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College Scorecard: the Next HealthCare.gov | Commentary

Among the many recommendations to the White House for how it could have better handled the rollout of its HealthCare.gov website was a public declaration by eight Democratic senators suggesting that established entities and companies with relevant expertise should have played a larger role in the process. In other words, the federal government shouldn’t try to reinvent the wheel when much of what it’s trying to accomplish already exists. Still, this is a mistake many fear will be repeated as the administration introduces its college ratings plan.

While consensus about the actual necessity of a federal college ratings system is unlikely, the ratings could still become a reality. The recent rollout of the HealthCare.gov website clearly showed that our government is strongest when it guides policy development and funds its implementation, as opposed to building the technology or software to execute it. Instead of starting from scratch, the administration should work together with the educational system to leverage existing resources and build a usable platform before mistakes of the recent past are repeated.

One particular concern is that the data the administration proposes to gather and calculate college rankings — costs, graduation rates, loan default rates, median borrowing and employment — already exist and are readily accessible. Although there are indications that the Department of Education is open to suggestions on methodology, spending public money to develop and implement a platform for data collection, review and evaluation does not make sense. A better approach to this effort would be to recognize existing companies in the private sector that already have access to this data and have the people and infrastructure to contribute to this initiative.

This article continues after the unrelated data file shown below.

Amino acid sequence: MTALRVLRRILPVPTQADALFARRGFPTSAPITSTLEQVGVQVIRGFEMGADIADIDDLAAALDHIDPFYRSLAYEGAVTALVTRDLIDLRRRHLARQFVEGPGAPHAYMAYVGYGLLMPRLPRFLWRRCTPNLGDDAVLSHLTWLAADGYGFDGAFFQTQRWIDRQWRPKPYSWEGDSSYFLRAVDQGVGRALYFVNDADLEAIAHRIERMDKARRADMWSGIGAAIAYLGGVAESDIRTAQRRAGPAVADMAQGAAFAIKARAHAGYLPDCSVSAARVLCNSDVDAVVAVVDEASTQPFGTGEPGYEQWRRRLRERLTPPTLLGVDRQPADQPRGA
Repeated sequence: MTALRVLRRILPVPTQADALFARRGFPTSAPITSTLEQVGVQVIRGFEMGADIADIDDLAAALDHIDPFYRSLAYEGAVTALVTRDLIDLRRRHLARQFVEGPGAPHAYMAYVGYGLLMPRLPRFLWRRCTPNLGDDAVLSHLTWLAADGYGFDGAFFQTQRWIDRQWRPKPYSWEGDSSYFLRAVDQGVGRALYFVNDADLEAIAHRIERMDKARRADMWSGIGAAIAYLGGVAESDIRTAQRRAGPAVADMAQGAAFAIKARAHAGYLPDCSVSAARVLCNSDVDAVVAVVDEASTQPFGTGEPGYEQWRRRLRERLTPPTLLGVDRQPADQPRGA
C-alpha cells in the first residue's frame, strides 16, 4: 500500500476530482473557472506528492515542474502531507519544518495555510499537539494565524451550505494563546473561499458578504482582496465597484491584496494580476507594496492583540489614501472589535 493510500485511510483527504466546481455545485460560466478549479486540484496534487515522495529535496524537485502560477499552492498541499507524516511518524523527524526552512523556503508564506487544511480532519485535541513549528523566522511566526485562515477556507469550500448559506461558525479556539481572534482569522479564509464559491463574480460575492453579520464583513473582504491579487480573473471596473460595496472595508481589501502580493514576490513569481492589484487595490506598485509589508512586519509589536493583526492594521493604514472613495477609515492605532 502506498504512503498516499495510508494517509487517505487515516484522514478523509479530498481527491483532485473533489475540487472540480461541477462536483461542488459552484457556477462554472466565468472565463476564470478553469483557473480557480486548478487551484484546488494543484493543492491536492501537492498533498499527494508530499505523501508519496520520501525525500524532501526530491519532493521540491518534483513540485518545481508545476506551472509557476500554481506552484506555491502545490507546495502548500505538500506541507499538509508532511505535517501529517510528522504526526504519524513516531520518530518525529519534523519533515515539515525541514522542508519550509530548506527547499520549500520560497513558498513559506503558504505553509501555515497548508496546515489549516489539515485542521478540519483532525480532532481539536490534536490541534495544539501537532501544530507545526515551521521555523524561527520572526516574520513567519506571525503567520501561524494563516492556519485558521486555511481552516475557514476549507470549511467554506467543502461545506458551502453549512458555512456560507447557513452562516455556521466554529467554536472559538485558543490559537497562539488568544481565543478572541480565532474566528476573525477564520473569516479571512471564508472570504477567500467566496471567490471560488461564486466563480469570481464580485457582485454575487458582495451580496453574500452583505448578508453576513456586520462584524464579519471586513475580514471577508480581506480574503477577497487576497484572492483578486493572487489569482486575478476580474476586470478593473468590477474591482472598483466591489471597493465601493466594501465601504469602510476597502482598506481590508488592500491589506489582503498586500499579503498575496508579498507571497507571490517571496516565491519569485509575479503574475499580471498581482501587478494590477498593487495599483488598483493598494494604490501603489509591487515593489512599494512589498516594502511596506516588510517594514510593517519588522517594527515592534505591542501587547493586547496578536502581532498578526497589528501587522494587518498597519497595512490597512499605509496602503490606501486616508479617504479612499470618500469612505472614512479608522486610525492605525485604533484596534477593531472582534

Not only would our government save time and resources by developing public-private partnerships in this endeavor, but the development of this ranking system has the potential to bring together a splintered education technology system. Imagine what can be accomplished if the many private companies, funding organizations and not-for-profit outfits who have already invested tens of millions of dollars to develop these systems could work together, with the possibility of adding new, proprietary data sources to the mix.

There are companies like ours that already possess the data to build out an effective ratings system and have a desire to work with others who wish to see the administration’s concept flourish. Institutions already partner with private sector entities that mine available data and deliver predictive analytics so that truly data-driven, strategic decisions can be made on issues ranging from student retention to effective operations. There is no need for the government to invest scarce resources to repeat the work that has been done by others for years.

This is the approach that should be taken — a bottom-up collaboration leveraging existing expertise and data, as opposed to a top-down reinvention of the wheel. Most technologists believe the biggest opportunity for the use of data is crowdsourced gathering from numerous, separate sources with sophisticated analytical options, yet there is no indication that the administration has considered this approach to its plan.

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